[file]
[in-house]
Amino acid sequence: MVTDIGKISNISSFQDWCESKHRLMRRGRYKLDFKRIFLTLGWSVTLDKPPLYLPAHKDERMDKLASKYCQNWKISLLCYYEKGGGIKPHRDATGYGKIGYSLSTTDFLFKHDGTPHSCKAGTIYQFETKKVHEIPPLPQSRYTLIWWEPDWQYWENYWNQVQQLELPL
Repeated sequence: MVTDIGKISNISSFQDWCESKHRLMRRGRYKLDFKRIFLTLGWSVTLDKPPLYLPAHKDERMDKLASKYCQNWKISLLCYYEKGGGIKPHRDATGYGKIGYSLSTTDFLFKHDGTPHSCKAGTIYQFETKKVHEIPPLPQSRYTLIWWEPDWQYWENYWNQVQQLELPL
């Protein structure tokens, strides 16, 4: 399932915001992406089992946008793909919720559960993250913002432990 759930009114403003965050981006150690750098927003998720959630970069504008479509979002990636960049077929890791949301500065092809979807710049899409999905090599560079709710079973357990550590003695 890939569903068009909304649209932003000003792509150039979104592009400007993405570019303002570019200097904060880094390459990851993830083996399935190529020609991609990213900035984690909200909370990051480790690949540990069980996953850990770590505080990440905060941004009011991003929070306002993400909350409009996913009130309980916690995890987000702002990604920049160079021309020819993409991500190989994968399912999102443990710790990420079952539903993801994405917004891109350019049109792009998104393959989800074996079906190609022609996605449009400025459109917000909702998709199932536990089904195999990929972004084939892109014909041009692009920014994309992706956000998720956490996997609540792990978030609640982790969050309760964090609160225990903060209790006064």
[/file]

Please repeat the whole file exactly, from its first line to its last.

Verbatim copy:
[in-house]
Amino acid sequence: MVTDIGKISNISSFQDWCESKHRLMRRGRYKLDFKRIFLTLGWSVTLDKPPLYLPAHKDERMDKLASKYCQNWKISLLCYYEKGGGIKPHRDATGYGKIGYSLSTTDFLFKHDGTPHSCKAGTIYQFETKKVHEIPPLPQSRYTLIWWEPDWQYWENYWNQVQQLELPL
Repeated sequence: MVTDIGKISNISSFQDWCESKHRLMRRGRYKLDFKRIFLTLGWSVTLDKPPLYLPAHKDERMDKLASKYCQNWKISLLCYYEKGGGIKPHRDATGYGKIGYSLSTTDFLFKHDGTPHSCKAGTIYQFETKKVHEIPPLPQSRYTLIWWEPDWQYWENYWNQVQQLELPL
């Protein structure tokens, strides 16, 4: 399932915001992406089992946008793909919720559960993250913002432990 759930009114403003965050981006150690750098927003998720959630970069504008479509979002990636960049077929890791949301500065092809979807710049899409999905090599560079709710079973357990550590003695 890939569903068009909304649209932003000003792509150039979104592009400007993405570019303002570019200097904060880094390459990851993830083996399935190529020609991609990213900035984690909200909370990051480790690949540990069980996953850990770590505080990440905060941004009011991003929070306002993400909350409009996913009130309980916690995890987000702002990604920049160079021309020819993409991500190989994968399912999102443990710790990420079952539903993801994405917004891109350019049109792009998104393959989800074996079906190609022609996605449009400025459109917000909702998709199932536990089904195999990929972004084939892109014909041009692009920014994309992706956000998720956490996997609540792990978030609640982790969050309760964090609160225990903060209790006064």